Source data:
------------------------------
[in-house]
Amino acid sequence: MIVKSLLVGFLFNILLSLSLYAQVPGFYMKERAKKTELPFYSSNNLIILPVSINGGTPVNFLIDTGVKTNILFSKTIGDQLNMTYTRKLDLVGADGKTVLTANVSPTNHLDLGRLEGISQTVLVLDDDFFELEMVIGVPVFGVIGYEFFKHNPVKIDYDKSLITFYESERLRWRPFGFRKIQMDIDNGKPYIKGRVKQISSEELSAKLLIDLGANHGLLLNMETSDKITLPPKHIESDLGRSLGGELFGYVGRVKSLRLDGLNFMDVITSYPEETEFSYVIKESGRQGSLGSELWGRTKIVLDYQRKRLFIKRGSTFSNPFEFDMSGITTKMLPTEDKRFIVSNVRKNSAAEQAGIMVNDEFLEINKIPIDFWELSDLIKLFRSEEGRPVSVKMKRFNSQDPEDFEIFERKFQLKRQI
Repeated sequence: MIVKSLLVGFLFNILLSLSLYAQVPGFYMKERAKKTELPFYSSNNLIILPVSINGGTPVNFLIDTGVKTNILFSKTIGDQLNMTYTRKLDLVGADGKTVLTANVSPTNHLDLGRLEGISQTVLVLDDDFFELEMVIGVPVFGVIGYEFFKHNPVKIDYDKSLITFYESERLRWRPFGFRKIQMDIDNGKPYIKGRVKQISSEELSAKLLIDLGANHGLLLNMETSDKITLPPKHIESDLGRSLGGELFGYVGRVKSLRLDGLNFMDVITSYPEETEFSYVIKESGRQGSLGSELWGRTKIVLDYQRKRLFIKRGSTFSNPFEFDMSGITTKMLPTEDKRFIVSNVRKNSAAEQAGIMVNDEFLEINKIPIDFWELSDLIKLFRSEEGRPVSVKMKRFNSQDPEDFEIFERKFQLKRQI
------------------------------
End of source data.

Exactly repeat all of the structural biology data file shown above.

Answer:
[in-house]
Amino acid sequence: MIVKSLLVGFLFNILLSLSLYAQVPGFYMKERAKKTELPFYSSNNLIILPVSINGGTPVNFLIDTGVKTNILFSKTIGDQLNMTYTRKLDLVGADGKTVLTANVSPTNHLDLGRLEGISQTVLVLDDDFFELEMVIGVPVFGVIGYEFFKHNPVKIDYDKSLITFYESERLRWRPFGFRKIQMDIDNGKPYIKGRVKQISSEELSAKLLIDLGANHGLLLNMETSDKITLPPKHIESDLGRSLGGELFGYVGRVKSLRLDGLNFMDVITSYPEETEFSYVIKESGRQGSLGSELWGRTKIVLDYQRKRLFIKRGSTFSNPFEFDMSGITTKMLPTEDKRFIVSNVRKNSAAEQAGIMVNDEFLEINKIPIDFWELSDLIKLFRSEEGRPVSVKMKRFNSQDPEDFEIFERKFQLKRQI
Repeated sequence: MIVKSLLVGFLFNILLSLSLYAQVPGFYMKERAKKTELPFYSSNNLIILPVSINGGTPVNFLIDTGVKTNILFSKTIGDQLNMTYTRKLDLVGADGKTVLTANVSPTNHLDLGRLEGISQTVLVLDDDFFELEMVIGVPVFGVIGYEFFKHNPVKIDYDKSLITFYESERLRWRPFGFRKIQMDIDNGKPYIKGRVKQISSEELSAKLLIDLGANHGLLLNMETSDKITLPPKHIESDLGRSLGGELFGYVGRVKSLRLDGLNFMDVITSYPEETEFSYVIKESGRQGSLGSELWGRTKIVLDYQRKRLFIKRGSTFSNPFEFDMSGITTKMLPTEDKRFIVSNVRKNSAAEQAGIMVNDEFLEINKIPIDFWELSDLIKLFRSEEGRPVSVKMKRFNSQDPEDFEIFERKFQLKRQI